On February 14, Jensen presented her ideas at the 2020 BYU Religious Education Student Symposium.

“It was so fun,” Jensen says about the experience. “But I think it was fun because it was meaningful to me. It was something that I was really passionate about and I felt really strongly about, and I’ve had really sacred experiences with. And so I felt so connected to it that it was really validating to be able to share my feelings and thoughts and then have people come up afterward and be like, ‘That like meant something to me.’”

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Jensen (second from the left) with her fellow nurses during Mock Disaster; Image courtesy of Jensen

Jensen says that in her presentation, she also talked about the nursing program, which lets her participate in the act of healing. “Up to this point, I feel like I’ve always been like, ‘I want to do something. I don’t know what to do for you. I can’t help you,’” Jensen says. “I feel like now I have something to offer people to give them help. And not just like an emotional sense, but in a physical sense. Like, we can do what we can do to give you the best care.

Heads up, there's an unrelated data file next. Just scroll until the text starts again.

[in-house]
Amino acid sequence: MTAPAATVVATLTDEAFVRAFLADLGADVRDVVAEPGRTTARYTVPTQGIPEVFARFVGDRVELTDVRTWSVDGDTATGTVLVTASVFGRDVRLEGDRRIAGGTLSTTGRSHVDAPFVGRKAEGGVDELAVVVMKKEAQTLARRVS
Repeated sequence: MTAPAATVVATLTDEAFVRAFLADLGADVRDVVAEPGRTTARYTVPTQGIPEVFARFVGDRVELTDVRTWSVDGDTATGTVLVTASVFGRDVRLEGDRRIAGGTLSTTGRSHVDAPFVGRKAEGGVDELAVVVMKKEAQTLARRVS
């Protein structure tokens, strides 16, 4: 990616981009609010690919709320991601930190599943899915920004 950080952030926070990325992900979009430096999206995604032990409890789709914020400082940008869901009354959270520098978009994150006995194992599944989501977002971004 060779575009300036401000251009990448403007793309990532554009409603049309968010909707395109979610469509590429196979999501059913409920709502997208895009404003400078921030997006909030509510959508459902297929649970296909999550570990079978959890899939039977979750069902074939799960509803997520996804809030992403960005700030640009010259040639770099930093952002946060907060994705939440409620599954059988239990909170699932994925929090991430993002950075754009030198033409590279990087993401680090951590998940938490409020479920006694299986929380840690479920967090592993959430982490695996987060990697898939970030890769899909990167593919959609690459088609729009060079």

“It makes me feel like I can contribute and can offer something beneficial to people.”

 

BYU Nursing Students Inspire Finnish Convert Baptism

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Merike Pajula, Finnish nursing student, made the life-altering decision to be baptized after meeting BYU nursing students. Adjunct professor Curt Newman flew out to Finland to perform the baptism. Photo courtesy of Pajula.

By Quincey Taylor

One of the first things Merike Pajula noticed about the professors and students from BYU was their warm presence. They had a light in their eyes. A light which she later discovered stemmed from the gospel of Jesus Christ.  D&C 88:11 reads, “And the light which shineth, which giveth you light, is through him who enlighteneth your eyes, which is the same light that quickeneth your understandings.” This light, which shines in each of the BYU nursing students, can bring about miracles wherever they go.